Can folk music be a model for setting up a co-creation culture?
In his book We-think: The power of mass creativity the author Charles Leadbeater is talking about a relation of co-creation and the habit of folk music that people borrow musical structures from a shared tradition and taking ideas from a shared pool of multipliers without concern for ownership. A climate of sharing and giving leads to mass innovation often with an individual touch and not mass production.
With this in mind it is interesting to watch the development of the new Global Jukebox project, a tremendous collection of field recordings, of Alan Lomax. The folklorist’s archive of 17.000 field recordings will begin to stream for free very soon, including music from Britain, Ireland, the US, the Caribbean and the former USSR.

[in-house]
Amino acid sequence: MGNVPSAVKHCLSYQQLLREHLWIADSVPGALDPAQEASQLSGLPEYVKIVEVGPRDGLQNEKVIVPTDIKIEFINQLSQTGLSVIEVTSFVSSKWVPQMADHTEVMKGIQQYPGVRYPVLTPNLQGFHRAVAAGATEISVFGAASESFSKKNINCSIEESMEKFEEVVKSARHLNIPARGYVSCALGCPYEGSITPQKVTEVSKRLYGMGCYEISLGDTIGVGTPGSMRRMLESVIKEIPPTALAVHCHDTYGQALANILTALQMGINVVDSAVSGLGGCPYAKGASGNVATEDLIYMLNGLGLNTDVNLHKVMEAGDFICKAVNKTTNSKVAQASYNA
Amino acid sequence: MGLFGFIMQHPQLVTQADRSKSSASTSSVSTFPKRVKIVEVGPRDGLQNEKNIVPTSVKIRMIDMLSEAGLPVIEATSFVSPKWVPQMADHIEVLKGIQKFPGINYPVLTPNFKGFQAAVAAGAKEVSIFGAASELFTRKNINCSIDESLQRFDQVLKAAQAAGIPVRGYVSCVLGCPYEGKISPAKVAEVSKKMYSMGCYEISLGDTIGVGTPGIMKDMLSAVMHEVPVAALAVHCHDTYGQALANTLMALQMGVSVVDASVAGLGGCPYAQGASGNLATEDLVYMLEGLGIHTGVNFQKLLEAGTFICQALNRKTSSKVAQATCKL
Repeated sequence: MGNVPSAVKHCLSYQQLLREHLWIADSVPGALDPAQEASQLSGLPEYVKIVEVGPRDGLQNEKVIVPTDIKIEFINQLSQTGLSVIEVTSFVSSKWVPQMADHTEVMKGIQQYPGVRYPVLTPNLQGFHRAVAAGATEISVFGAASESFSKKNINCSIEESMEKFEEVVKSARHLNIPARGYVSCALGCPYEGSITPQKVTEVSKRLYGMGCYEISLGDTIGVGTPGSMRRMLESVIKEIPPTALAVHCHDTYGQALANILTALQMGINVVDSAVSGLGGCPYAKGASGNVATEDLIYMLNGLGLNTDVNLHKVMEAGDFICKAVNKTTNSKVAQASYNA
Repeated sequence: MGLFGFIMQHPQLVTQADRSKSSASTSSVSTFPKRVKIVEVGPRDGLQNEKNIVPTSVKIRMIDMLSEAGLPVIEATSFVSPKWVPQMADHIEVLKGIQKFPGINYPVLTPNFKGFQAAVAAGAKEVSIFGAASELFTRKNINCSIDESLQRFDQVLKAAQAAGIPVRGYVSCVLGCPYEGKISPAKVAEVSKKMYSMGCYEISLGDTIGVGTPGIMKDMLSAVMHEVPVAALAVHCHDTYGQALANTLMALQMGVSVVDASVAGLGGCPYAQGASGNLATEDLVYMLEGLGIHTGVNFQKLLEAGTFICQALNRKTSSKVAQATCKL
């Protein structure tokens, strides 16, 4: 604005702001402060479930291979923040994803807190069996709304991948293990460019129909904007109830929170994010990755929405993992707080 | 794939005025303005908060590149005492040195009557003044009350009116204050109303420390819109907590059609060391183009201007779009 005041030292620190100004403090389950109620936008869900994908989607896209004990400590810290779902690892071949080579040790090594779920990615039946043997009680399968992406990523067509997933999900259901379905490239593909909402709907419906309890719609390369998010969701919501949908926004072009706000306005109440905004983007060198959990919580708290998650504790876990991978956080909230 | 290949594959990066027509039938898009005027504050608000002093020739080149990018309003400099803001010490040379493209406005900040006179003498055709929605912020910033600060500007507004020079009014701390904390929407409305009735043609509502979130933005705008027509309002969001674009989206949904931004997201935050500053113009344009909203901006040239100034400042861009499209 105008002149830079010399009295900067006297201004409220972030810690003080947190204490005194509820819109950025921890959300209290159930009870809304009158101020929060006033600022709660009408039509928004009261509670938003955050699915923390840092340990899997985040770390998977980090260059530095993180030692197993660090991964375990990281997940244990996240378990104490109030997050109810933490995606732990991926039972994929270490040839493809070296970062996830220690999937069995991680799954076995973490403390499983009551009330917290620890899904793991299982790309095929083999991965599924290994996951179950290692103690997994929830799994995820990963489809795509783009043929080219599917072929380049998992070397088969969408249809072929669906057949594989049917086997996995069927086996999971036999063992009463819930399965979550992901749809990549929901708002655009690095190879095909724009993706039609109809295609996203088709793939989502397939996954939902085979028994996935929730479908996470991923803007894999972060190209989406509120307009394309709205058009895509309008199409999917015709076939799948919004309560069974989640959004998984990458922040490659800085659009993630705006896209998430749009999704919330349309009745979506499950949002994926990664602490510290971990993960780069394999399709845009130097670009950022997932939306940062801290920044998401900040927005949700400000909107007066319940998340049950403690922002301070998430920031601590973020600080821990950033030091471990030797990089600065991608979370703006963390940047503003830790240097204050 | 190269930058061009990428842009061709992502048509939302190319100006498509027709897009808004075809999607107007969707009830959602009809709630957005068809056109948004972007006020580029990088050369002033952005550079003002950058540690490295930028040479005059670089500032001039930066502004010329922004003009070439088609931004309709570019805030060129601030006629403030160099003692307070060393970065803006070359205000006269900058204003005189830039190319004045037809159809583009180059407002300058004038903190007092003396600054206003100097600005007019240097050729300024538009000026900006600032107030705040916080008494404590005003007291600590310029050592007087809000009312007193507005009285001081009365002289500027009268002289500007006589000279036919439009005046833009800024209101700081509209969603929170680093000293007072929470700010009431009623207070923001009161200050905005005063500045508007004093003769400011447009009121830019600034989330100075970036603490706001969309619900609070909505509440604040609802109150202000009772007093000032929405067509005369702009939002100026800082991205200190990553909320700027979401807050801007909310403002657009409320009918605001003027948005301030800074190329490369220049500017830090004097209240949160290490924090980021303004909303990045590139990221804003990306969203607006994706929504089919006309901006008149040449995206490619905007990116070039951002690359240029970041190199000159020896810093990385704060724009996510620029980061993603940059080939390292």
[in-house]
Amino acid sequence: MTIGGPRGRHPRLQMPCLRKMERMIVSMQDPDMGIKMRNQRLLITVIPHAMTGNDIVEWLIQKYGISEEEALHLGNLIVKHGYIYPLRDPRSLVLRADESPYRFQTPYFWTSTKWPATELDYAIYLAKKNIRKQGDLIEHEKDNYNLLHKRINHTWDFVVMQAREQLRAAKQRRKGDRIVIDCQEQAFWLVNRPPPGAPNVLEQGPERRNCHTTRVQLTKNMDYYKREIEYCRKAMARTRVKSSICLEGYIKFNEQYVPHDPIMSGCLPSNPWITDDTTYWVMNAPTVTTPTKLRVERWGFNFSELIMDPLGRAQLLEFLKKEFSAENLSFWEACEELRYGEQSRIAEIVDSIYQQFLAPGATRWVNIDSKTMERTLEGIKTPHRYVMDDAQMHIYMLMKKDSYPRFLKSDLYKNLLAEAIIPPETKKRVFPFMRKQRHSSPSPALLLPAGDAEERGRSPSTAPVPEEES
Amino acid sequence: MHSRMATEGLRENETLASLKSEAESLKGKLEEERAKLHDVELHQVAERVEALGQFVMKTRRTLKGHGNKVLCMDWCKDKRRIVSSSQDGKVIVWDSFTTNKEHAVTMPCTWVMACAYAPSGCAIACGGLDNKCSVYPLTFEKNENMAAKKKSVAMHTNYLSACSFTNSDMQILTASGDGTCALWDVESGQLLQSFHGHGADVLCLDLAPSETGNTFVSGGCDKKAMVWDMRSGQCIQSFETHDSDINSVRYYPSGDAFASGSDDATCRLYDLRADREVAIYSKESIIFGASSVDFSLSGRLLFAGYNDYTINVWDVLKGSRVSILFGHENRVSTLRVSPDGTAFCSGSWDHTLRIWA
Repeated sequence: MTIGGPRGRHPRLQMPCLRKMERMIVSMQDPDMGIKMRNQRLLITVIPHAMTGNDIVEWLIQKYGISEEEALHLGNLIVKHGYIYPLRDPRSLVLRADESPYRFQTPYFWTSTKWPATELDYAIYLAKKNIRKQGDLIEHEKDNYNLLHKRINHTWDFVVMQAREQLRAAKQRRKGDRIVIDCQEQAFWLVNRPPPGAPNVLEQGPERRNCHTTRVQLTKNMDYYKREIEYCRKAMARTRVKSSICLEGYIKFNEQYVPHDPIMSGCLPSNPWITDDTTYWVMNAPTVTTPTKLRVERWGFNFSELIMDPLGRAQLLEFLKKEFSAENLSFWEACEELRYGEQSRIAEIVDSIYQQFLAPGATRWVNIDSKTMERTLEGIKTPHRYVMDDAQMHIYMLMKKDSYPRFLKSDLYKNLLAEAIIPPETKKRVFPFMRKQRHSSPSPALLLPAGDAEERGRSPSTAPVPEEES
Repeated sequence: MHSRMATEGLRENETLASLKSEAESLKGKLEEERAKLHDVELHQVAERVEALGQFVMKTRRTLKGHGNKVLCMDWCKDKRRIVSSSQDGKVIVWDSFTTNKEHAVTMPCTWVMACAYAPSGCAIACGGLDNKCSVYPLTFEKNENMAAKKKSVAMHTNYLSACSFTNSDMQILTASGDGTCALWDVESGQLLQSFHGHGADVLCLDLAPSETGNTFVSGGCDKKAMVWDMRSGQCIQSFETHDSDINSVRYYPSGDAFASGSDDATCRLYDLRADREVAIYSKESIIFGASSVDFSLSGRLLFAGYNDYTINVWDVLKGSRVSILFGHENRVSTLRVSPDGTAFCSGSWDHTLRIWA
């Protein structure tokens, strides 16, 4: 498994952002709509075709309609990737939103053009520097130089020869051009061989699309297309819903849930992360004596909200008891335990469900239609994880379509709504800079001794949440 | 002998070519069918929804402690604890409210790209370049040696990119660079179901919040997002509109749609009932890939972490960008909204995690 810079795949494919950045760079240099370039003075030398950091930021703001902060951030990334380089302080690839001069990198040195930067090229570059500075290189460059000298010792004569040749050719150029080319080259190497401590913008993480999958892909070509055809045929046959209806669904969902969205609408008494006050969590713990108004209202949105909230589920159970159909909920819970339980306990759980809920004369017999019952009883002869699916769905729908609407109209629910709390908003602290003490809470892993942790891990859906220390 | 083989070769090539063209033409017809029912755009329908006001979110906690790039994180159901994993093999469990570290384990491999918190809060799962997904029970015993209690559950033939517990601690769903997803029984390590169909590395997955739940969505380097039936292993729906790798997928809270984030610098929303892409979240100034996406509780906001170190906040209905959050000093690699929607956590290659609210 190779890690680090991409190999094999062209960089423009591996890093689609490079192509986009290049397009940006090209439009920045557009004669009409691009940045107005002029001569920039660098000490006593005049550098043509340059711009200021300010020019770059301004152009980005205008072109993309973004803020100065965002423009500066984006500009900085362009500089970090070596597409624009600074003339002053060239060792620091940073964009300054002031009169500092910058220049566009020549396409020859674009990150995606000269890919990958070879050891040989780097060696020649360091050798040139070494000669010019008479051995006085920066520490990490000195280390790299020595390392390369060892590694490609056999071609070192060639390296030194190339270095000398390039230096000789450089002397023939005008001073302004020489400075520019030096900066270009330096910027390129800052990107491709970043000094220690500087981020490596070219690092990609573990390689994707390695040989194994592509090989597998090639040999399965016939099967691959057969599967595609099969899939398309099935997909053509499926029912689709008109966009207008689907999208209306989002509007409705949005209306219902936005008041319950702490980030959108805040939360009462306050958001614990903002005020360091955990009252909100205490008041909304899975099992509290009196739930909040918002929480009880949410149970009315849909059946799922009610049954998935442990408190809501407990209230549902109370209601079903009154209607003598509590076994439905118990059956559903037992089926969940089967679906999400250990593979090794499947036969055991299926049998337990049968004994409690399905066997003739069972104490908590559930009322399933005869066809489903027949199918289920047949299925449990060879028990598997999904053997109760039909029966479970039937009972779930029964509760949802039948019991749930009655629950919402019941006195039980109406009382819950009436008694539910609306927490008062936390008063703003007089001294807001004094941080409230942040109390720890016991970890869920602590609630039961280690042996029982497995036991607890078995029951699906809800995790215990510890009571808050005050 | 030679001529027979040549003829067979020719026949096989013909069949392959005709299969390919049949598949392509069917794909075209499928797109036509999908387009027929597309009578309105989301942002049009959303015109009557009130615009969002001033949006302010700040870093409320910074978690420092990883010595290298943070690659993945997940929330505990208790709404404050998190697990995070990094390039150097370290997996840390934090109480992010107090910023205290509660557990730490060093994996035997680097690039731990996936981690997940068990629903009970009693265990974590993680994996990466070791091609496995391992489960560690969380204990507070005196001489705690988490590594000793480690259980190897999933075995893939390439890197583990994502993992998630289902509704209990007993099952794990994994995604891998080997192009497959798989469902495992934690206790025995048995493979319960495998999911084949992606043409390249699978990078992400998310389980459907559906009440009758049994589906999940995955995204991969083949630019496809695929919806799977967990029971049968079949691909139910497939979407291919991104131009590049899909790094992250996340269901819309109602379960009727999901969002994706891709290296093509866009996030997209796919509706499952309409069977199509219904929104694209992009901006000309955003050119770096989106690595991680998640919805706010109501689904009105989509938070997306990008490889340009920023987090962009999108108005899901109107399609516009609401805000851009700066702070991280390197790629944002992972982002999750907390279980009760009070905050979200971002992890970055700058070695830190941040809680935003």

Although Lomax’s name is not as well known as some of the musicians he helped discover, e.g. Woody Guthrie, his work continues to have an enormous influence. For example the soundtrack of the film O Brother, where art thou? is using samples from Lomax. He introduced Pete Seeger to The Lion Sleeps Tonight, recorded Vera Hall’s Trouble So Hard (made famous by Moby), and his recordings will even be featured on Bruce Springsteen’s forthcoming album, Wrecking Ball.
Besides the popularity to use this material for other musical inspiration it is also interesting to get more information on the system and categorization of the material. Lomax is talking about ‘cantometrics’, the term refers to a system for the measurement of singing style, like blue notes and sounds of animals. The system was also applicable for pop music and he also developed ‘choreometrics’ for dancing and ‘parlametrics’ for speech.
The principles of ‘cantometrics’ are used in the Music Genome Project of Pandora.com a new automated music recommendation service comparable to last.fm and spotify.com